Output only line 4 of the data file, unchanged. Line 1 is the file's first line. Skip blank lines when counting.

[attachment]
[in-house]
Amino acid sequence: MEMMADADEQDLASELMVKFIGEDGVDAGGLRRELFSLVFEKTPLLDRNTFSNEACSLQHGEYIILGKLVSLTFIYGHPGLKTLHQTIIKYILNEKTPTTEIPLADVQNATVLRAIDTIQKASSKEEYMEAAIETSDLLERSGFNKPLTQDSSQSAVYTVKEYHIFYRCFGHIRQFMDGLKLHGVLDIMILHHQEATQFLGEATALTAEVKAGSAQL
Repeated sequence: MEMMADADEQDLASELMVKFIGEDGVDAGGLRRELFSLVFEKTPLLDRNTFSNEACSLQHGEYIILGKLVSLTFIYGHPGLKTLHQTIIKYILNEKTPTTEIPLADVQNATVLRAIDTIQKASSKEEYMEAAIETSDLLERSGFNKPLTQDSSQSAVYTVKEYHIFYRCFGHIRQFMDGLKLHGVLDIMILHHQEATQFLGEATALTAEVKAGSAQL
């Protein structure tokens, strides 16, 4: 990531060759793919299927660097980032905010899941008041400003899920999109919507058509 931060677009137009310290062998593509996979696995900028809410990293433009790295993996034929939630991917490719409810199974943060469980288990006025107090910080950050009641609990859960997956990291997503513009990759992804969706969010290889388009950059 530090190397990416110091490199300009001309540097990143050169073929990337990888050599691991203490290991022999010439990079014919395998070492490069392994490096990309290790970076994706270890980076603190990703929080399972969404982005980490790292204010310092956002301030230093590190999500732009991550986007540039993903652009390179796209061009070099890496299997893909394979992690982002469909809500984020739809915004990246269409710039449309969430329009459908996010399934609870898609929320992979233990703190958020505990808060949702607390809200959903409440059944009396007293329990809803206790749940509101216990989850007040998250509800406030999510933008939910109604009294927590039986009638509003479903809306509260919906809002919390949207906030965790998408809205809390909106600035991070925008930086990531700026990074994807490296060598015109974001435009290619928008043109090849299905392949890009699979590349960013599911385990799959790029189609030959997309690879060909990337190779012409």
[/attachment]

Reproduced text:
């Protein structure tokens, strides 16, 4: 990531060759793919299927660097980032905010899941008041400003899920999109919507058509 931060677009137009310290062998593509996979696995900028809410990293433009790295993996034929939630991917490719409810199974943060469980288990006025107090910080950050009641609990859960997956990291997503513009990759992804969706969010290889388009950059 530090190397990416110091490199300009001309540097990143050169073929990337990888050599691991203490290991022999010439990079014919395998070492490069392994490096990309290790970076994706270890980076603190990703929080399972969404982005980490790292204010310092956002301030230093590190999500732009991550986007540039993903652009390179796209061009070099890496299997893909394979992690982002469909809500984020739809915004990246269409710039449309969430329009459908996010399934609870898609929320992979233990703190958020505990808060949702607390809200959903409440059944009396007293329990809803206790749940509101216990989850007040998250509800406030999510933008939910109604009294927590039986009638509003479903809306509260919906809002919390949207906030965790998408809205809390909106600035991070925008930086990531700026990074994807490296060598015109974001435009290619928008043109090849299905392949890009699979590349960013599911385990799959790029189609030959997309690879060909990337190779012409």